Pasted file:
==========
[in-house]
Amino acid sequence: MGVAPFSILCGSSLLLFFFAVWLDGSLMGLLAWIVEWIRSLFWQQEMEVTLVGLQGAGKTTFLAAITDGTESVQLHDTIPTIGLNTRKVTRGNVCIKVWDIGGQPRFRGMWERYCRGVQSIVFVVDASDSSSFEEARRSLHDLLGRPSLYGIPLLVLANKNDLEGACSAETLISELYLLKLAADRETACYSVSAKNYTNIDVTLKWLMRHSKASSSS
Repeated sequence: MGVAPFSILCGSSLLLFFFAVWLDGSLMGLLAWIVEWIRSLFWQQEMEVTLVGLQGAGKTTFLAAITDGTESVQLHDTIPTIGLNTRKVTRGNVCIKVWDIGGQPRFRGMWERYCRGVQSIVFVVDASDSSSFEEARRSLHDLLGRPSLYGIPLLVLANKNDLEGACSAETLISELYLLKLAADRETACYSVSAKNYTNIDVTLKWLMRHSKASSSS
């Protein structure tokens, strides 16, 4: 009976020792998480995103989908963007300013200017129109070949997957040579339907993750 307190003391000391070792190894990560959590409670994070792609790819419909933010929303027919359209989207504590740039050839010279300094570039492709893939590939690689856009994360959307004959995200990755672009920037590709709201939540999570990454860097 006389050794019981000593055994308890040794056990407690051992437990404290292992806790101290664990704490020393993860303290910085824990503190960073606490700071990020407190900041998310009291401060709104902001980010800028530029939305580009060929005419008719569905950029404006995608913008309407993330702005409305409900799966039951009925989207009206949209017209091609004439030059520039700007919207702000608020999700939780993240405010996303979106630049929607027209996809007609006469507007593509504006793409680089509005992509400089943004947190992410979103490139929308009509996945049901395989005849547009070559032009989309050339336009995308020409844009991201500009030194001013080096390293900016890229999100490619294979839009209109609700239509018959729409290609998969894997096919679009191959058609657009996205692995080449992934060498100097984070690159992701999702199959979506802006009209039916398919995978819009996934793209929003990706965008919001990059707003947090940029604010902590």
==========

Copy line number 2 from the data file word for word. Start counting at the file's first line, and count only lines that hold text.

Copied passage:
Amino acid sequence: MGVAPFSILCGSSLLLFFFAVWLDGSLMGLLAWIVEWIRSLFWQQEMEVTLVGLQGAGKTTFLAAITDGTESVQLHDTIPTIGLNTRKVTRGNVCIKVWDIGGQPRFRGMWERYCRGVQSIVFVVDASDSSSFEEARRSLHDLLGRPSLYGIPLLVLANKNDLEGACSAETLISELYLLKLAADRETACYSVSAKNYTNIDVTLKWLMRHSKASSSS